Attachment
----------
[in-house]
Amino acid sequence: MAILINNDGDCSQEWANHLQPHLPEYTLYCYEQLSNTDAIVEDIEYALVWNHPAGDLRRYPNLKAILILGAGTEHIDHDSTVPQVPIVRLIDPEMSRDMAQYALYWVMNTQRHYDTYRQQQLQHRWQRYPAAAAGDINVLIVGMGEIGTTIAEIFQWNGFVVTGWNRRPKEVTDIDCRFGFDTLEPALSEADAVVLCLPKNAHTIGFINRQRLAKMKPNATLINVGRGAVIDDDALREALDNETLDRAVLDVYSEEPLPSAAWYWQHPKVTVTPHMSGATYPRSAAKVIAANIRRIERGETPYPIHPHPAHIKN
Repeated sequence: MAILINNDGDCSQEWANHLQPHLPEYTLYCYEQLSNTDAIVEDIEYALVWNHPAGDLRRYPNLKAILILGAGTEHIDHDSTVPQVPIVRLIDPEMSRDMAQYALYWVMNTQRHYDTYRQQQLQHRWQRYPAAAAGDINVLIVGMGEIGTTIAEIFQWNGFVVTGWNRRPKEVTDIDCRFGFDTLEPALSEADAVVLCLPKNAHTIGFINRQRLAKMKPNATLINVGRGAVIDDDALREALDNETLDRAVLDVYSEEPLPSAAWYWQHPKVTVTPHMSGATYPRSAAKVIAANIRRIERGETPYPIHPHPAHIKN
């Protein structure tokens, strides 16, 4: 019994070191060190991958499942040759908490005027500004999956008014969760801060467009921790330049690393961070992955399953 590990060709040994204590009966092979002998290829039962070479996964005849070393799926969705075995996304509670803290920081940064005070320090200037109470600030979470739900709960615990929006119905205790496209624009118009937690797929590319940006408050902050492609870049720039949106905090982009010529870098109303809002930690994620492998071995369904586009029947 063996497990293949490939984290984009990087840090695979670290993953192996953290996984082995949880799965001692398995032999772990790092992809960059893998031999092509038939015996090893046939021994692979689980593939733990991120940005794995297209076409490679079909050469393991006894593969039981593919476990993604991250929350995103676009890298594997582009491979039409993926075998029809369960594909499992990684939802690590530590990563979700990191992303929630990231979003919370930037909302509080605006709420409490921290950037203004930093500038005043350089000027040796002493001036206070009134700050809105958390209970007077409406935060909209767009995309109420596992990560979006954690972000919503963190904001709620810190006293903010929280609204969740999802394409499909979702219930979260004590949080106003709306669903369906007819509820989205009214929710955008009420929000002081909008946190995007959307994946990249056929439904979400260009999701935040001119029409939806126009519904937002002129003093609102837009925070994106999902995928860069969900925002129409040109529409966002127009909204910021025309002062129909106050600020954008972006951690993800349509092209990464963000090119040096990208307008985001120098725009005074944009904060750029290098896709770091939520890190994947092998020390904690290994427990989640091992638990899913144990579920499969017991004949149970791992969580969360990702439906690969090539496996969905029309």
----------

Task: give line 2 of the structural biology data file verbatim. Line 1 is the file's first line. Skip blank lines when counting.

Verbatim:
Amino acid sequence: MAILINNDGDCSQEWANHLQPHLPEYTLYCYEQLSNTDAIVEDIEYALVWNHPAGDLRRYPNLKAILILGAGTEHIDHDSTVPQVPIVRLIDPEMSRDMAQYALYWVMNTQRHYDTYRQQQLQHRWQRYPAAAAGDINVLIVGMGEIGTTIAEIFQWNGFVVTGWNRRPKEVTDIDCRFGFDTLEPALSEADAVVLCLPKNAHTIGFINRQRLAKMKPNATLINVGRGAVIDDDALREALDNETLDRAVLDVYSEEPLPSAAWYWQHPKVTVTPHMSGATYPRSAAKVIAANIRRIERGETPYPIHPHPAHIKN